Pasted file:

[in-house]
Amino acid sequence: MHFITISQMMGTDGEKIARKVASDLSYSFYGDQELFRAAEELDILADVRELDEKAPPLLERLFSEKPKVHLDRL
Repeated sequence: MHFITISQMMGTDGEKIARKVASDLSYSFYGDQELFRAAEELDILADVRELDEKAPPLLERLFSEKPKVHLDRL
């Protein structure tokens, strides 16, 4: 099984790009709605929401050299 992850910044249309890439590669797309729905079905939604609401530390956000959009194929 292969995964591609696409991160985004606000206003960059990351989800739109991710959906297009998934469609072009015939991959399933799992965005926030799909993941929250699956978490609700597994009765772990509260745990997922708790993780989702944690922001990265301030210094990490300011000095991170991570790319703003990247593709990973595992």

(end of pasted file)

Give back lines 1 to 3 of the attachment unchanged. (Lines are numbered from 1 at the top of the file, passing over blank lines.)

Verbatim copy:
[in-house]
Amino acid sequence: MHFITISQMMGTDGEKIARKVASDLSYSFYGDQELFRAAEELDILADVRELDEKAPPLLERLFSEKPKVHLDRL
Repeated sequence: MHFITISQMMGTDGEKIARKVASDLSYSFYGDQELFRAAEELDILADVRELDEKAPPLLERLFSEKPKVHLDRL